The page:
Jazz at Lincoln Center Presents:

Herlin Riley

 

Date: Friday, May 31 at 7 PM

General Admission: $60

Senior (65+): $45

Student (6+): $45

Member: Use ID # to receive 15% discount

 
 

One of jazz’s living legends, drummer Herlin Riley can not only lay down grooves with the best of them, but he can do it while twirling his sticks in the air like a trapeze artist, moving effortlessly from drum set to cowbell, tambourine, wood blocks, and back again — all while grinning from ear to ear. Hailing from the “cradle of jazz,” New Orleans, Riley has astounded audiences in major venues around the world, where he’s performed alongside fellow greats like Wynton Marsalis, Jon Batiste, Ahmad Jamal, and the Jazz at Lincoln Center Orchestra.

Experience the full range of Riley’s energetic performance style — balancing moments of tender sweetness with those of driving, full-throttled intensity — as he and a combo of special guests transform the intimate galleries of MoCA Westport into Connecticut’s hottest jazz club. Come as early as 6:30 PM to purchase a drink, check out our current exhibition, and settle in for an incredible evening of jazz standards and Riley’s original toe-tapping tunes.

Arrive as early as 6:30 PM to purchase a drink and check out the current exhibition.

Herlin Riley is a native of New Orleans. He’s a member of a New Orleans musical family (The Lastie Family). Today he’s considered to be one of the most premier and prolific drummers in the world today. The range of his musical experiences makes the demand for his drumming skills a first call for performers, recording artist and teaching engagements. Herlin started on the drums when he was three. He played trumpet through high school but went back to drums after college. Soon afterwards he began getting more calls to play drums than trumpet. In the early 80’s Herlin switched to playing the drums exclusively and was called to London, Australia and Europe to play in a 1920’s style musical called One Mo Time. Immediately following, he got the call to play with trumpeter Al Hirt. After leaving Hirt’s band he spent 5 years with jazz pianist Ahmad Jamal. In 1988 Herlin was invited to play with the Wynton Marsalis Quintet, which augmented to a septet and later became The Lincoln Center Jazz Orchestra. As a member of The LCJO, Riley played a large roll in developing the drum parts for Wynton Marsalis’s Pulitzer Prizewinning recording Blood On The Fields. Herlin has also played and/or recorded with Harry Connick Jr., Jon Batiste, George Benson, Dr Lonnie Smith, Dianne Reeves, Cassandra Wilson, Ruth Brown, Dr John, Cubanismo, McCoy Tyner, John Clayton, Dee Daniels, Ambrose Akinmusire, Junko Onishi, Yutaka Shiina, Rufus Reid, Ellis Marsalis, Steve Turre, Terence Blanchard, Nicolas Payton, Ellis Marsalis, Branford Marsalis, Delfeayo Marsalis, Victor Goines, Clifford Lamb and many more. Riley has collaborated with two other New Orleans drummers (Shannon Powell and Jason Marsalis) to form a group called The New Orleans Groove Masters. In 2020 The Groove Master recorded a single entitled Get Backduring the Covid 19 pandemic. Herlin Riley is also an educator and lecturer in jazz drumming and percussion. Herlin was an adjunct professor at the Bienen School of Music at Northwestern University in Chicago, The Juilliard School of Music in New York and The University of New Orleans jazz studies program. He has four recordings as a leader Watch What You’re Doing& Cream Of The Crescenton the Criss Cross Jazz label and New Direction& Perpetual Optimism” on the Mack Avenue labelHerlin Riley is the featured artist in the book and video titled New Orleans Jazz and Second Line Drumming. In addition he wrote the forward to the book Drumsville The Evolution Of The New Orleans Beat, written by Robert H. Cataliotti.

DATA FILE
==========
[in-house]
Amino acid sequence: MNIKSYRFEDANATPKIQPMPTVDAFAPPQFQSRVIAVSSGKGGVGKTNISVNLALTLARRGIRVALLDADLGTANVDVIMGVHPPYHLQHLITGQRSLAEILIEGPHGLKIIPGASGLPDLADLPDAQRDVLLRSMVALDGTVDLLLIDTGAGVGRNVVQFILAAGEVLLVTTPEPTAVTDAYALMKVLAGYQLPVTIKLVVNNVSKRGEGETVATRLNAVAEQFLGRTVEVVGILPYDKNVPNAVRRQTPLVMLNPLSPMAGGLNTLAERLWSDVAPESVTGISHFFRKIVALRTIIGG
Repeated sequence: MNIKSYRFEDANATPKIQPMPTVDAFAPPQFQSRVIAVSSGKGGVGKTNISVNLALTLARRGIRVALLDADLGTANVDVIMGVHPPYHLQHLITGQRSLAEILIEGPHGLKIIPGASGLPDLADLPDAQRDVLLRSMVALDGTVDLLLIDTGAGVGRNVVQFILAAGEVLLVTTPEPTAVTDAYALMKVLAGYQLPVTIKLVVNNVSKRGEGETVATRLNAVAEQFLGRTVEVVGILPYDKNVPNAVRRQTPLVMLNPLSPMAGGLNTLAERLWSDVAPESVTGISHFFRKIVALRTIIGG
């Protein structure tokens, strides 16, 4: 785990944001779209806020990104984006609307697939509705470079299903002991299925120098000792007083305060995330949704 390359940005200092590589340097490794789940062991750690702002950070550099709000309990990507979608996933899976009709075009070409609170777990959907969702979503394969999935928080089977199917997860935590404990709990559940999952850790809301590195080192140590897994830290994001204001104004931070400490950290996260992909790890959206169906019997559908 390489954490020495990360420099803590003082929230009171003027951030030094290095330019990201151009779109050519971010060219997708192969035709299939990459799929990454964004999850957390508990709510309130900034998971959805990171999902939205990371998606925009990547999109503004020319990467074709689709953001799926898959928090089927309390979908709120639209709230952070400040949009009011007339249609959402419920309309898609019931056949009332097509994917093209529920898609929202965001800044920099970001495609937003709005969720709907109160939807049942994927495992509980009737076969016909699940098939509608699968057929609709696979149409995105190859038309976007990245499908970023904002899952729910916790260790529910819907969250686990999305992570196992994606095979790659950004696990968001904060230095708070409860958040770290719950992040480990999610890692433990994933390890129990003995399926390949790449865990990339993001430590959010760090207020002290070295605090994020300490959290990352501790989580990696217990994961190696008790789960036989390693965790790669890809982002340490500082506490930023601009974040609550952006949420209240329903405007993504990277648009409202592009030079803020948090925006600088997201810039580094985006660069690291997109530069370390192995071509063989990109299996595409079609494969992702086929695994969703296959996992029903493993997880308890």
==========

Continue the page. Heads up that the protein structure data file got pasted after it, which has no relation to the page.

Photo by James Wighams of JWP Photographer Studio in New Orleans

 

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Refund & Weather Policy

Tickets are transferable to another concert of your choice or other individuals. If a concert is cancelled due to weather conditions, tickets will be valid for the rescheduled date. Please consider the price of unused tickets as a donation. No refunds will be issued.

 

 

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